I was lucky enough recently to visit the Democratic People’s Republic of Korea (DPRK). In retrospect, I went to DPRK for this aircraft. It is such a wonderful aircraft that I periodically investigate how to buy one. That plane would be the Ilyushin IL-18.
Modern aircraft, even modern turboprops, have one glaring flaw. They are not loud enough.
While I love the first and business products aboard A380s, one person snoring can ruin the entire flight. I admit most people probably are not like me and don’t consider the risk of permanent hearing damage to be something they’d want out of a regular passenger transport flight. I will, forever, consider them wrong.
Daalo Air of Somaliland used to use a few chartered from Maxair in Kazakhstan to fly from Hargeisa to various other points in Somalia and Sudan- but when the airport was shut down for upgrades, the IL-18 service ended. This means that the last commercial IL-18 operator anywhere on Earth is Air Koryo — and what an IL-18D they use!
P-835 was once commissioned as the VIP aircraft for Great Leader Kim Il Sung. What is unclear, however, is what the VIP configuration was like. All that remains of its former role is a special instrument panel in the rear cabin; installed so the senior Kim could watch the instruments without having to go to the flight deck.
Much like an ATR, boarding of an IL-18 is done via the rear entrance. For weight and balance purposes (I later found out concern over comfort was a factor, ha!) the front pax cabin was blocked off.
Seats on Russian planes of that vintage have a unique feature: they can fold forward. I am not sure if that really matters to the overall passenger experience, but it was rather fun to experiment with. On the outbound leg to Chongjin I took a wing seat so I could get a better view of the engines and propellers.
The IL-18 cabin is surprisingly wide, and for an Air Koryo aircraft befit with generous seat pitch. The main cabin is separated from the front cabin via a gigantic, crowded, galley. Complete with a vintage 1968 Russian refrigerator. A fairly standard bulkhead, however only separates the rear-cabin.
Driven by four Ivchenko AI-20M turbines, the props are properly Soviet Cold War blue. The aircraft on start-up was relatively quiet- at least in the main and rear cabins. It smells different, not like vodka and communism as I had hoped, but certainly a stronger aroma of Jet-A.
During taxi, the aircraft seemed to glide over the bumps of the Soviet concrete that formed Pyongyang Sunan International Airport’s (FNJ) taxiways, ramps, and runways.
Takeoff, much as you would expect could be described as lumbering. Even for the short flight to see the collectivized fish farms of Chongjin, one could describe the pace as leisurely.
Unlike many of the Russian jets, the IL-18 handles turbulence robustly. The rotational force generated by the four props and reasonably high aspect ratio means that this aircraft can take any condition in stride. It was a very relaxing and an amazing ride.
I decided I should venture to the front cabin and see what a real Russian prop was like. Turns out, the closest experience is entering a very large paint shaker. There is either less sound insulation, or it is insufficient. The vibration is so strong, that when I went to take a photo of the wing- my camera slammed back into my face and left a nasty scratch on my glasses.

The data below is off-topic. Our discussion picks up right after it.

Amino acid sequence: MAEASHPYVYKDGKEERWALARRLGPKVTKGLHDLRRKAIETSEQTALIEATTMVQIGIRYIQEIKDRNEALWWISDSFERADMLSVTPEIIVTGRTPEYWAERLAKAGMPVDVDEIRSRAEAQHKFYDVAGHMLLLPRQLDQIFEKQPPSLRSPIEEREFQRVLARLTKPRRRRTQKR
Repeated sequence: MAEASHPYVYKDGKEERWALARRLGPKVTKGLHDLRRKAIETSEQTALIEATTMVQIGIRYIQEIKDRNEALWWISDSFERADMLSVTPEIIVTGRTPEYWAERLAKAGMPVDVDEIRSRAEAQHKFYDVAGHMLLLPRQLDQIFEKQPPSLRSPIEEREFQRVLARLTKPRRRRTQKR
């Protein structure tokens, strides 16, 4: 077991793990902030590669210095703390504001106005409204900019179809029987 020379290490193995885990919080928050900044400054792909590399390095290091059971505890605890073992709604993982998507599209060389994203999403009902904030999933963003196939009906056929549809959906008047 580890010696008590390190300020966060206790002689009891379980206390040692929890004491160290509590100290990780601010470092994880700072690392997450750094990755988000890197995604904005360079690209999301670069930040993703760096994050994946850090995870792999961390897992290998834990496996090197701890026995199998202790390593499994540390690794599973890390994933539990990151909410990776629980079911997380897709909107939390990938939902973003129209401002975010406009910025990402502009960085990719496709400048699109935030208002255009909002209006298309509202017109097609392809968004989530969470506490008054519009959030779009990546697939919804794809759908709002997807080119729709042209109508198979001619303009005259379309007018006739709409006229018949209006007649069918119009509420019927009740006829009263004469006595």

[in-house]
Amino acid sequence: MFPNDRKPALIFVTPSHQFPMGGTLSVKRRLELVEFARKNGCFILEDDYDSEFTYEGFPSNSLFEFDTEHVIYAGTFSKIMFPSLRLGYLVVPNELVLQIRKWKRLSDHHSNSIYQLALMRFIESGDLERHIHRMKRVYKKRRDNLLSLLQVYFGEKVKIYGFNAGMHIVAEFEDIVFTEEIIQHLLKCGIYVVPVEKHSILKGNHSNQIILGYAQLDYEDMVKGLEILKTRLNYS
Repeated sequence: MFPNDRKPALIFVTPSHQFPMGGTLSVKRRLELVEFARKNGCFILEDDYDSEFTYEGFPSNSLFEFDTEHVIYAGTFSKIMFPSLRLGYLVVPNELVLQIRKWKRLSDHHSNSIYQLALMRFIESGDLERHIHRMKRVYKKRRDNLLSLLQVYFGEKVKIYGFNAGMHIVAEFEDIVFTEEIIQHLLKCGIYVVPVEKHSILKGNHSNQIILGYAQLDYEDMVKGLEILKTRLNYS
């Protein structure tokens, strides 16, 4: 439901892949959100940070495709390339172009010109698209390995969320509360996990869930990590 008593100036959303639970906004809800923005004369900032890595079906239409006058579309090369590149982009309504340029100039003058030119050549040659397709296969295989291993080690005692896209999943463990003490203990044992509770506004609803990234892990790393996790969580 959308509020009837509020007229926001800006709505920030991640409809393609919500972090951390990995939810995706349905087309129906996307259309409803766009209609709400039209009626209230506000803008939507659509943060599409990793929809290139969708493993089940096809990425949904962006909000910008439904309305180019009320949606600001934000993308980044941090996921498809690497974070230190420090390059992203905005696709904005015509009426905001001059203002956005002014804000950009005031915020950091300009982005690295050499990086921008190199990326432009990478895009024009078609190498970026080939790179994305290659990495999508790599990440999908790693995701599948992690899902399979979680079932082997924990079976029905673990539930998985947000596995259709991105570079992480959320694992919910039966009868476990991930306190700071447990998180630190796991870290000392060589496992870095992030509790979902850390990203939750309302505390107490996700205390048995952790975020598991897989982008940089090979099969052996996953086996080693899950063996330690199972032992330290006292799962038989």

Eventually, I got the photo. But after that, the polite thing to do was to leave the cabin and let the other people experience the sheer bliss of real flying. If I could have had it my way, I would have spent the whole flight seated in 3A watching the engines turn and slowly jarring loose fillings I do not even have.
I may be in the minority, but I certainly think that is how short-haul flying should be — even in the front cabin at cruise thrust. My ears didn’t even ring and I have been to a louder concert in Vancouver less than a month before. Oh well, I knew there had to be a vintage Russian aircraft out there that was truly out of Stage-III compliance.
Although the aircraft was aged, service was still prompt and polite. As the IL-18 is so large, not only were we offered beverage service, there were also the same magazines and newspapers from my IL-62M flight that I took two days prior.
Orang Air Force Base, where we landed, is the headquarters for People’s Korean Air Force fighter training. Unfortunately, we were not allowed to take photographs of the pristine Mig-15bis (all 28 of them) and Mig-15UB (There were seven of those). Furthermore, due to their positioning on the ramp, it made it rather challenging to actually photograph the IL-18.
The flight back from Orang was roughly the same as the flight there. In other words, awesome! The only downside of the entire experience was not getting to experience takeoff from the front cabin.
Soon I will be sharing my flight on a Tupolev TU-134, stay tuned.
|This story written by Bernie Leighton, Correspondent.
Bernie has traveled around the world to learn about, experience & photograph different types of planes. Bernie will go anywhere to fly on anything. He spent four years in Australia learning about how to run an airline, while putting his learning into practice by mileage running around the world. You can usually find Bernie in his natural habitat: an airport.